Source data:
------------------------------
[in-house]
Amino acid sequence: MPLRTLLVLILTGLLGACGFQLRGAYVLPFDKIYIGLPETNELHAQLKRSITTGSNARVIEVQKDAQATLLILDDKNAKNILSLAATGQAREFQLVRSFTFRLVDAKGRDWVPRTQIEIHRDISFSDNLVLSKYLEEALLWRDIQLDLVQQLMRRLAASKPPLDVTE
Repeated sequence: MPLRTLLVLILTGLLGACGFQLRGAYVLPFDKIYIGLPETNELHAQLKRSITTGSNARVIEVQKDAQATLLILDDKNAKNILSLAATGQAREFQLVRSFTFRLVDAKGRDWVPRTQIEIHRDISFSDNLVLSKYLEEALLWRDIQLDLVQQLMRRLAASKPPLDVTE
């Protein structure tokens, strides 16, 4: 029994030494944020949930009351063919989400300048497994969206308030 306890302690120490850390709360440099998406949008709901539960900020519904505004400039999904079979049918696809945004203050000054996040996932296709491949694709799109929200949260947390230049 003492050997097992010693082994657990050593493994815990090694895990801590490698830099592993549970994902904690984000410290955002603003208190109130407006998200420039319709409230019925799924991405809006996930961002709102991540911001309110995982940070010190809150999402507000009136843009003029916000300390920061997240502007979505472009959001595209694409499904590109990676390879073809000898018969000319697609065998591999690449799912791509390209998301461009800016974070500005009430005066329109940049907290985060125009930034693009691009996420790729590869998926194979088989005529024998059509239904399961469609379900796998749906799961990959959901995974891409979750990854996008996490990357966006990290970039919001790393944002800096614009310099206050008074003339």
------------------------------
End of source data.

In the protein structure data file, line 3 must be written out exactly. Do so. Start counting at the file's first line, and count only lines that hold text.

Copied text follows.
Repeated sequence: MPLRTLLVLILTGLLGACGFQLRGAYVLPFDKIYIGLPETNELHAQLKRSITTGSNARVIEVQKDAQATLLILDDKNAKNILSLAATGQAREFQLVRSFTFRLVDAKGRDWVPRTQIEIHRDISFSDNLVLSKYLEEALLWRDIQLDLVQQLMRRLAASKPPLDVTE